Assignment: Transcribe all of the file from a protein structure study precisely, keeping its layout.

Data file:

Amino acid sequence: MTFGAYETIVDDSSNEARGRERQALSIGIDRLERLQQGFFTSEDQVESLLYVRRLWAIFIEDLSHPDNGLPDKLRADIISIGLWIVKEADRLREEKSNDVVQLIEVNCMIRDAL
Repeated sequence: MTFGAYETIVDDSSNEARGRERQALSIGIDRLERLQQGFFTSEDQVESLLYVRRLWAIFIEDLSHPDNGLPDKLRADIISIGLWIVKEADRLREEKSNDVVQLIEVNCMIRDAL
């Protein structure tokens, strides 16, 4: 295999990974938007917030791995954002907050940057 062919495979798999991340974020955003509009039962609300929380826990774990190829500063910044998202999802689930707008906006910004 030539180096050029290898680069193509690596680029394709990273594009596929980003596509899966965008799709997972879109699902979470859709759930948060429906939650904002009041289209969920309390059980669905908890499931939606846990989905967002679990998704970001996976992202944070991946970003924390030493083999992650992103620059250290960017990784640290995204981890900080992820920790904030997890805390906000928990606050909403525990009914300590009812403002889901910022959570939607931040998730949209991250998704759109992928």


Amino acid sequence: MTFGAYETIVDDSSNEARGRERQALSIGIDRLERLQQGFFTSEDQVESLLYVRRLWAIFIEDLSHPDNGLPDKLRADIISIGLWIVKEADRLREEKSNDVVQLIEVNCMIRDAL
Repeated sequence: MTFGAYETIVDDSSNEARGRERQALSIGIDRLERLQQGFFTSEDQVESLLYVRRLWAIFIEDLSHPDNGLPDKLRADIISIGLWIVKEADRLREEKSNDVVQLIEVNCMIRDAL
């Protein structure tokens, strides 16, 4: 295999990974938007917030791995954002907050940057 062919495979798999991340974020955003509009039962609300929380826990774990190829500063910044998202999802689930707008906006910004 030539180096050029290898680069193509690596680029394709990273594009596929980003596509899966965008799709997972879109699902979470859709759930948060429906939650904002009041289209969920309390059980669905908890499931939606846990989905967002679990998704970001996976992202944070991946970003924390030493083999992650992103620059250290960017990784640290995204981890900080992820920790904030997890805390906000928990606050909403525990009914300590009812403002889901910022959570939607931040998730949209991250998704759109992928």